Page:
Drenched from the pounding rain, Daniel Arriaza ’19 stood on the corner of Halkirk and Coldwater Canyon, staring in disbelief at the flood of water rushing down the street before him. With only five minutes until the start of first period and seemingly no alternative solution, Arriaza rolled his pants up to his knees, removed his shoes and socks and waded barefoot through the murky “Coldwater River.”
“There was just so much water,” Arriaza said. “The only way to get to school [was] to go straight through. I stepped into the water and there was all this slimy stuff at the bottom. Then, I had to cross the river again to get onto campus. I was still late to class, and my pants were wet the entire day.”
This past month, a series of storms dumped approximately 18 trillion gallons of water on California, according to the National Weather Service. Los Angeles alone has received over 15.5 inches of precipitation since the beginning of this water year, which began Oct. 1. These rains have surpassed the average for the entire year of 14.93 inches. In addition, rain levels typically reach nine inches at this time of year, according to the Los Angeles Times.
“I would say that the weather we have been experiencing this February has been a little worse than what is typical for Southern California,” Public Information Officer and Los Angeles County Fire Captain Tony Imbrenda said. “I don’t know if unprecedented characterizes it but it has been colder and rainier than what is typical of here.”
Heavy storms from atmospheric rivers have caused recent mudslides and flash floods across Los Angeles County. The hillside of Topanga Canyon Boulevard collapsed into the road Feb. 13, stranding cars and prompting a three-day closure starting from Pacific Coast Highway, KTLA reported. Dangerous mudflows on Country Club Drive led to additional road closures in Burbank the same day, according to KTLA.
Prior to this year, 14 of 20 rain years were recorded drier than usual, reported the Los Angeles Times. Despite the recent storms, current precipitation levels are historically average, Senior Meteorologist with the Weather Channel Dan Vedner said.
“The current rain patterns haven’t been abnormal,” Vedner said. “However, the storm system that just passed through and contributed to the rain has been one of the more impressive systems of the year. It’s decently cold air from here all the way to Mexico.”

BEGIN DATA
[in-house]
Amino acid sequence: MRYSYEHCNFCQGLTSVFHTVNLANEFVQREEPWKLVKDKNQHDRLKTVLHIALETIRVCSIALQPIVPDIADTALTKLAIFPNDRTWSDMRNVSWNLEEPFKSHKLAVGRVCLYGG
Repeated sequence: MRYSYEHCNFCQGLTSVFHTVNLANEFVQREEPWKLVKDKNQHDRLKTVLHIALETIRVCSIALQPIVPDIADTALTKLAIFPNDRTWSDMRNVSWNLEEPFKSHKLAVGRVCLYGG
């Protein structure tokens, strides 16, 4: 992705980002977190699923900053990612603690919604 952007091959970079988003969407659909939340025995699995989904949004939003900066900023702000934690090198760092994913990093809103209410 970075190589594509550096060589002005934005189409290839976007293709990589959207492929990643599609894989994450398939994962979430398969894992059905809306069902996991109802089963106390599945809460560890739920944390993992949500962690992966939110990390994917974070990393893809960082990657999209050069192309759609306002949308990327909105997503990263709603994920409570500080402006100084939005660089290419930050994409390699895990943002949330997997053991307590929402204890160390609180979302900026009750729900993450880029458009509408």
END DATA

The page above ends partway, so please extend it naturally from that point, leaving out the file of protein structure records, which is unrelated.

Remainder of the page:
However, decreased temperatures that accompanied the storm systems resulted in atypical snow across the state. In Los Angeles county, snow fell in Calabasas, Malibu, Pasadena and West Hollywood, as well as in additional low-elevation cities Feb. 22.
“When I walked out of class and saw snow falling from the sky, I was so excited,” Lily Dettman (Viewpoint School ’20) said. “I couldn’t believe it. It’s really rare and was definitely weird to see, but I’m glad I got to experience snow in Los Angeles. Everyone was really distracted in class, and we all ended up going outside since this is probably a once-in-a-lifetime thing.”
Though Los Angeles County last experienced light snow in 2007, it has not been recorded in Downtown Los Angeles since 1962, according to the Los Angeles Times.
In addition, the National Weather Service of Los Angeles Oxnard issued a frost advisory, effective from 6 p.m. Feb. 22 to 8 a.m. Feb. 23. The advisory alerted citizens that temperatures could drop to as low as 33 degrees Fahrenheit, posing a danger to sensitive plants.
“What contributed to the rain and snow was a really cold, deep and low pressure system that moved down the California coast,” Vedner said. “It doesn’t usually happen, but every once in a while, you’ll get an impressive weather system like this one. In the month ahead, it looks like the next few weeks will show long term trends of above average temperatures and slightly above average precipitation levels throughout the Los Angeles region.”